The new hybrid (part animated, part live action) movie “Sonic the Hedgehog” demonstrates the significance of actors — live actors — to the success of film. Without area associate James Marsden, this wouldn’t be nearly so successful an entertainment.

“Sonic the Hedgehog” looks, on the outside, like a family movie. The matinee crowd with which I saw it was mostly parents with children under 10 years old.

But one suspects the evening showings will attract a lot of 20- and 30-somethings who grew up with Sonic video games. The quick blue hedgehog was introduced in 1991, after all, as Sega’s rival to Nintendo’s Mario. And old video game players are known to be nostalgic.

Sonic isn’t the only personality that gets recalled in the new film, though. Marsden hasn’t been in a lot of general release movies since 2014’s “The Loft.” But remember, he starred in the first X-Men series, “27 Dresses,” “Hairspray,” and the underrated “Enchanted.” I enjoyed his movie send-up Taco Bell commercials.

There was a reason for casting him in all those entertainments, of course. He is immediately likable. This quality serves him well in “Sonic.”

The movie also reintroduces Canadian Jim Carrey, once the biggest comedy draw in the business. He was the star of “Ace Ventura: Pet Detective” and of “Dumb and Dumber,” and then of a series of goofy comedies interrupted by his attempts to play something serious.

Here, Marsden is a Montana sheriff who has applied for a police job in San Francisco. He wants to work on more serious crimes than the ones he sees around his hometown.

Then one night, all the power goes out in the northwest corner of the country. Sonic caused the failure by moving too fast close to overhead wiring. The U.S. government reluctantly sends a nutty scientist named Dr. Robotnik (Carrey) to find the source of the outage.

Egomaniacal Robotnik and his handlebar mustache scare Sonic. The sheriff mistakenly shoots the blue, talking porcupine with a tranquilizing dart.

Then the badge-wearer begins to help our hero to avoid capture while they travel to Frisco. Sonic has used one of his gold portal rings to send his knapsack to one of those plateaus on the sides of the TransAmerica “pyramid.”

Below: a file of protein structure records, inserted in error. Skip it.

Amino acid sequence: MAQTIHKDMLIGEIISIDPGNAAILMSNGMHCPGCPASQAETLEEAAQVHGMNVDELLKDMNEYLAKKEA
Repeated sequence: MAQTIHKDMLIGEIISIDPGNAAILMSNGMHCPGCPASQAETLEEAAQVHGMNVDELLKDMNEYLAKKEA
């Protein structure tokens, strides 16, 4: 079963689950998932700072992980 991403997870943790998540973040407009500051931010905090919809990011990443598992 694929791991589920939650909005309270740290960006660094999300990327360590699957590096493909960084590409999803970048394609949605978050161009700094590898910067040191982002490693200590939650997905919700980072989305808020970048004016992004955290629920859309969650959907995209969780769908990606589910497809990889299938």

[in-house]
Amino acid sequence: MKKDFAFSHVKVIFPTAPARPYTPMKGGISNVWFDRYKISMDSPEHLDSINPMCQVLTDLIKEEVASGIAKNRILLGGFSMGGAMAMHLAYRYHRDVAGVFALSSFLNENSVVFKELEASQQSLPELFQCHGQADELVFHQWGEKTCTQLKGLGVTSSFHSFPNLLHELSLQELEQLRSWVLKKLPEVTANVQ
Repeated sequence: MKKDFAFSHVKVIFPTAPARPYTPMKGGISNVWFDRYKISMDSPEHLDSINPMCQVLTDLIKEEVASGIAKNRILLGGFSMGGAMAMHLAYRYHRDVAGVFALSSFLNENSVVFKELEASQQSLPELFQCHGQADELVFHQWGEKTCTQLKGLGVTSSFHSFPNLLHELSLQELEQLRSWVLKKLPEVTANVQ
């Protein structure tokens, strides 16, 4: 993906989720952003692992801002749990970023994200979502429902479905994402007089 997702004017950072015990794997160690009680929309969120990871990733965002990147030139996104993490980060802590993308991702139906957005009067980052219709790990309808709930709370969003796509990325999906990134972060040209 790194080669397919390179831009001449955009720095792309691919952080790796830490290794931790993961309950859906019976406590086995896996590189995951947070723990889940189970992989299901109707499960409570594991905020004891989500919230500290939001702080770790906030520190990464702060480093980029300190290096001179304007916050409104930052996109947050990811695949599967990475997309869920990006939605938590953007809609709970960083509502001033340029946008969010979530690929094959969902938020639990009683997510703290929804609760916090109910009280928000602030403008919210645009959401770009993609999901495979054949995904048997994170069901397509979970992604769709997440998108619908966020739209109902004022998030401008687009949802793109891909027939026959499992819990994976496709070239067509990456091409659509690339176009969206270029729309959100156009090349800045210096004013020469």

He must retrieve another ring from that pack if he’s going to give himself an escape route out of our world.

The movie turns into “Smokey and the Bandit,” part buddy picture, part road picture with a steady allowance of chase scenes. Probably any movie fan 10 or older could sketch out the remains of the plot.

Along the way, we learn a little something about Sonic’s odd powers. We visit a biker bar. Sonic makes a side trip to the world’s largest ball of rubber bands. Robotnik deploys several series of drones, some armed with guns, some with bombs and one with a cutting torch.

There are a couple of movie jokes. The one about Vin Diesel and the now officially endless “Fast and Furious” series is pretty funny. When Sonic awakens at one point, he asks if The Rock is President.

The jokes may have been updated, but Sonic hasn’t changed that much. Oh, they’ve given him more personality than a video game version could carry. But not so much that we don’t recognize the spunky little perpetual motion machine.

Carrey is doing a villainous version of a character he has shown us before. And Marsden is likable. He makes the movie human. He’s the one with the dog. No wonder we sympathize with his problems.

We want to counsel him not to go to San Francisco. Stay home with your wife, the veterinarian, and host Sega’s gift to the video-gaming world. You’ll be happier that way.

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